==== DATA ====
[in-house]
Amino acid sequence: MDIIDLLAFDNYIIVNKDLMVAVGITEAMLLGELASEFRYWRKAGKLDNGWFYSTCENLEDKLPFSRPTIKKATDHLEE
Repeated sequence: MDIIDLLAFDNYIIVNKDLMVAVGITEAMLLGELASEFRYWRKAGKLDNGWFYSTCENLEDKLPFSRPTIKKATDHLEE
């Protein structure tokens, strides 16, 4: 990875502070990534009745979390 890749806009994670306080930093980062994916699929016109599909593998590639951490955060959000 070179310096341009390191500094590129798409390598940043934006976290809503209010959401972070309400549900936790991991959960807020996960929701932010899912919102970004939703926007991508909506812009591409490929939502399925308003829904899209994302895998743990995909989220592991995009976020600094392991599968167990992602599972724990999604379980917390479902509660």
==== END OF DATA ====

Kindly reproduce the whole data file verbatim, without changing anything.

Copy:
[in-house]
Amino acid sequence: MDIIDLLAFDNYIIVNKDLMVAVGITEAMLLGELASEFRYWRKAGKLDNGWFYSTCENLEDKLPFSRPTIKKATDHLEE
Repeated sequence: MDIIDLLAFDNYIIVNKDLMVAVGITEAMLLGELASEFRYWRKAGKLDNGWFYSTCENLEDKLPFSRPTIKKATDHLEE
């Protein structure tokens, strides 16, 4: 990875502070990534009745979390 890749806009994670306080930093980062994916699929016109599909593998590639951490955060959000 070179310096341009390191500094590129798409390598940043934006976290809503209010959401972070309400549900936790991991959960807020996960929701932010899912919102970004939703926007991508909506812009591409490929939502399925308003829904899209994302895998743990995909989220592991995009976020600094392991599968167990992602599972724990999604379980917390479902509660």